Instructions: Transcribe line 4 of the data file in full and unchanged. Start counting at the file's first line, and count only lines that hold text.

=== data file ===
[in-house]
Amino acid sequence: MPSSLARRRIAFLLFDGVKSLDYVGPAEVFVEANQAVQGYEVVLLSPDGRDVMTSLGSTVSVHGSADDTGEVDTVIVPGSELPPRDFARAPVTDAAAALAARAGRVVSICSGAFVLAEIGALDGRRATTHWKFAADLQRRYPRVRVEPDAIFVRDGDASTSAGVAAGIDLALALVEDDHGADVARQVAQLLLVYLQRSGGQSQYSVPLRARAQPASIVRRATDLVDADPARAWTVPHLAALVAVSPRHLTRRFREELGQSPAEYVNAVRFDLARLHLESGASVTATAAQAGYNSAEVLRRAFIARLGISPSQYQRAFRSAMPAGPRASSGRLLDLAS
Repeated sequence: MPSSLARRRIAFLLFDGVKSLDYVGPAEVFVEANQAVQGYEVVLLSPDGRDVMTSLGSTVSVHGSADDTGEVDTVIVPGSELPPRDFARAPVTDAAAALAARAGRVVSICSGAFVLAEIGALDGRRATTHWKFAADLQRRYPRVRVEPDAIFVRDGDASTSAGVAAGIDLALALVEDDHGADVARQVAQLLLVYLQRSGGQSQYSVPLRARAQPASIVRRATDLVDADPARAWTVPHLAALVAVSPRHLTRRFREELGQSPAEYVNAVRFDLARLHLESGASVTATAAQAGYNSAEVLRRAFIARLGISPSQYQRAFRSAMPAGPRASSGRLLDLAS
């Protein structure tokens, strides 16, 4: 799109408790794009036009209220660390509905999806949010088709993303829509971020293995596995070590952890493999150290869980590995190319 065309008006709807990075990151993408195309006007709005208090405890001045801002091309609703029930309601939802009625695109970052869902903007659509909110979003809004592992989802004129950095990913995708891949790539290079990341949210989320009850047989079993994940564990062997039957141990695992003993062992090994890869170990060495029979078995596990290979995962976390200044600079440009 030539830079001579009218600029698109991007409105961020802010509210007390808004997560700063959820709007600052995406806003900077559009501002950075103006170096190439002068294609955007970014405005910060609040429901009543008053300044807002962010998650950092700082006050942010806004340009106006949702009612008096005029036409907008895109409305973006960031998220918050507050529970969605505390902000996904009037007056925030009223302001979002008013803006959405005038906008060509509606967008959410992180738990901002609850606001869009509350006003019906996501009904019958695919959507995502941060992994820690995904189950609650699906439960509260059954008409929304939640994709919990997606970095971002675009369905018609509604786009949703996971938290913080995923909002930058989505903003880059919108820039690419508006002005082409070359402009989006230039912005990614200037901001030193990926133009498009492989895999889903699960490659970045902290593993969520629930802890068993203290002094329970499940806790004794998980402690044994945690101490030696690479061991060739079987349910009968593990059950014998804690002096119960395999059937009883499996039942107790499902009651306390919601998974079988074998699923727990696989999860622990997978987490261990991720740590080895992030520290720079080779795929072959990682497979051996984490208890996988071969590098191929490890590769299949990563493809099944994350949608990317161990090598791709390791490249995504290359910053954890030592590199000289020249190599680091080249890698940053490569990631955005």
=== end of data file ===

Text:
């Protein structure tokens, strides 16, 4: 799109408790794009036009209220660390509905999806949010088709993303829509971020293995596995070590952890493999150290869980590995190319 065309008006709807990075990151993408195309006007709005208090405890001045801002091309609703029930309601939802009625695109970052869902903007659509909110979003809004592992989802004129950095990913995708891949790539290079990341949210989320009850047989079993994940564990062997039957141990695992003993062992090994890869170990060495029979078995596990290979995962976390200044600079440009 030539830079001579009218600029698109991007409105961020802010509210007390808004997560700063959820709007600052995406806003900077559009501002950075103006170096190439002068294609955007970014405005910060609040429901009543008053300044807002962010998650950092700082006050942010806004340009106006949702009612008096005029036409907008895109409305973006960031998220918050507050529970969605505390902000996904009037007056925030009223302001979002008013803006959405005038906008060509509606967008959410992180738990901002609850606001869009509350006003019906996501009904019958695919959507995502941060992994820690995904189950609650699906439960509260059954008409929304939640994709919990997606970095971002675009369905018609509604786009949703996971938290913080995923909002930058989505903003880059919108820039690419508006002005082409070359402009989006230039912005990614200037901001030193990926133009498009492989895999889903699960490659970045902290593993969520629930802890068993203290002094329970499940806790004794998980402690044994945690101490030696690479061991060739079987349910009968593990059950014998804690002096119960395999059937009883499996039942107790499902009651306390919601998974079988074998699923727990696989999860622990997978987490261990991720740590080895992030520290720079080779795929072959990682497979051996984490208890996988071969590098191929490890590769299949990563493809099944994350949608990317161990090598791709390791490249995504290359910053954890030592590199000289020249190599680091080249890698940053490569990631955005």